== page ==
Goodby AJ

aj“Cascade dispatch,
Union seven six”

“Cascade dispatch
Union seven six”

The call came from the
central emergency dispatch center for Skagit County, located 60 miles
north of Seattle and bordering along the Puget Sound. It is a call
that would not be answered. Union seven six; aka Deputy Ann Jackson or AJ to her friends
lay dead, cut down in cold blood by a man she had often tried to
help. No one knows exactly what happened there, but it is safe to
say that her assassin had set his mind to ambush and murder and before the day
was over five civilians also lay dead, their lives randomly,
unexpectedly, and senselessly ended.

I met Ann a couple of
times at the local Starbucks. She worked with my wife at the
Sheriff’s Office, her as a patrol deputy and my wife in
records. A nice girl, gifted with charisma, driven to excellence,
filled with compassion.

Death is a tragedy, but
it is also a part of the human experience. Not knowing her well I
was surprised at the depth of my sorrow over her untimely departure. Others I have known better have died, some even
younger, and yet the mourning in my soul went deeper than I ever
expected. In the days following I would often find my mind trying to
build an image of her last moments. Seemingly against my will my mind would construct a video image of her final struggle.  It was not a picture I really
wanted to see, and I would brace myself to shaking the thoughts clear of my
mind.

I had spent several years in pastoral ministry in Skagit County.  Since the pain of the incident was so far reaching I chose to make myself available to as
many people as needed.  I spent several days listening to the grief
poured out by community that had been shaken to its core. I held my
wife as she cried and asked the unanswerable why?  As others were falling apart I held together as an act of will.  My own feelings were
pressed to the back of my mind for the right time and place.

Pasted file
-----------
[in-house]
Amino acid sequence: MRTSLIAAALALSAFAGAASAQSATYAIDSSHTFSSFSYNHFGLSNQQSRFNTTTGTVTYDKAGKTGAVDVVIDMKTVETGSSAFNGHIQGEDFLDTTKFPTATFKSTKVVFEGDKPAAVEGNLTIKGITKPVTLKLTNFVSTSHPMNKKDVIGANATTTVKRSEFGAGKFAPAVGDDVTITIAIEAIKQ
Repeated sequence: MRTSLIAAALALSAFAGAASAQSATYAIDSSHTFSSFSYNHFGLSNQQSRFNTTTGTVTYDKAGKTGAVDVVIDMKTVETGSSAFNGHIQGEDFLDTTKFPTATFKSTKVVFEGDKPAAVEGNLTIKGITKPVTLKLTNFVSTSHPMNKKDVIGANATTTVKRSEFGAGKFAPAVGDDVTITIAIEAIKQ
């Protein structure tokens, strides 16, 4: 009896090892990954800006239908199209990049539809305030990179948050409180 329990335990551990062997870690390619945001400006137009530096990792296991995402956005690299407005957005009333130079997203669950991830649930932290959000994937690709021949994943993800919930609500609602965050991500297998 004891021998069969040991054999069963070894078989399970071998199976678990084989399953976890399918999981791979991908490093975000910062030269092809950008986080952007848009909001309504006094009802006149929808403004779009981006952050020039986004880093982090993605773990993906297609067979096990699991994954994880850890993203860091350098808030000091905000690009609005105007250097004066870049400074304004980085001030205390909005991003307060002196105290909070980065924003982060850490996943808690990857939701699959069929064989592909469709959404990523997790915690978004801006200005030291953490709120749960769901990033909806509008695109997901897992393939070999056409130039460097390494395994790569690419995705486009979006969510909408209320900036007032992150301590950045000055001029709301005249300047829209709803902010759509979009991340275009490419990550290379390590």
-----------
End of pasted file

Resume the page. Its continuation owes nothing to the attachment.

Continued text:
Her hero’s sendoff was spectacular and poignant.  It was attended by police of all branches from all 50 states and several provinces of Canada.  It was proud but sad, but there was a sense of closure.  At the end I knew that it was time for me to process, and I knew the right place.

I cast off the lines to my older Islander 32 sailboat early the following morning, the diesel making all of its predictable noise, the marina looking sleepy, its waters like
glass. I backed out of my slip, and headed for the entrance marker.
Green markers on the right, red on the left.  I work my way toward
open water. Passing Saddlebag Island I raise the main sail and Genoa
to a light wind, my busy hands keeping my feelings in check. As the
sails fill I give my engine a rest, turning off the key and pulling
the shutoff switch. Passing Eliza Island and into the Straights of
Juan de Fuca I set the autopilot and check my trim as the wind picks
up.

My boat is doing all the work now, the winds picking up and the waves lifting the boat and
dropping it in a steady and satisfying rhythm. There is nothing left
for me to do but ride and think. I find my way to the bow, my safety
harness clipped to the makeshift jack lines leading forward. I set
there on the bow and watch the horizon rise and fall over the pulpit.
I brace my right foot against the toe rail as the boat heels over
and charges windward. My face is wet. Is it tears or is it spray?
The boat rises high and plummets downward bringing a baptism of
saltwater down on me. Its cold, but my cheeks are hot. There are
definitely tears.

It is a strange thing
how many of us are drawn to the sea during the times of our agonies
as well as our ecstasies. I go to sea to reconnect with myself, with
nature, and with God. I come and I go, having never really heard
answers to my many questions, but I do come back with peace. Having
been here before I instinctively know that healing awaits out here.
How people who do not sail deal with their pain I cannot imagine.
How did I before I was given this wonderful gift of sailing? I
shudder to think. There was nothing spoken; not softly to my spirit
nor out loud to my ears to help me deal, no tangible message of “its
going to be ok”.  There is only the constant of the sea and the wind, the
action of the boat limited as well as lifted by the laws created by
The Creator, laws that are far beyond my comprehension.

We will all miss Ann
and the others. We all grieve the shattering of the illusion of
peace in our little valley in the Northwest. And life will go on and
time will heal, and the sea will be there awaiting those who go there
for solace and healing.

The sun was setting as
I tied my boat back in her slip, and walked away into the cool fall
evening to get to my car. I am somber, but better. There is no
understanding, only acceptance. I break and cry once more as in my
mind I hear the sound of the Cascade dispatch radio call sent out
over the loudspeaker at Ann’s memorial;

“Cascade dispatch, Union seventy six.”

“Union seventy six out of service;
but not forgotten”

“Dispatch clear”

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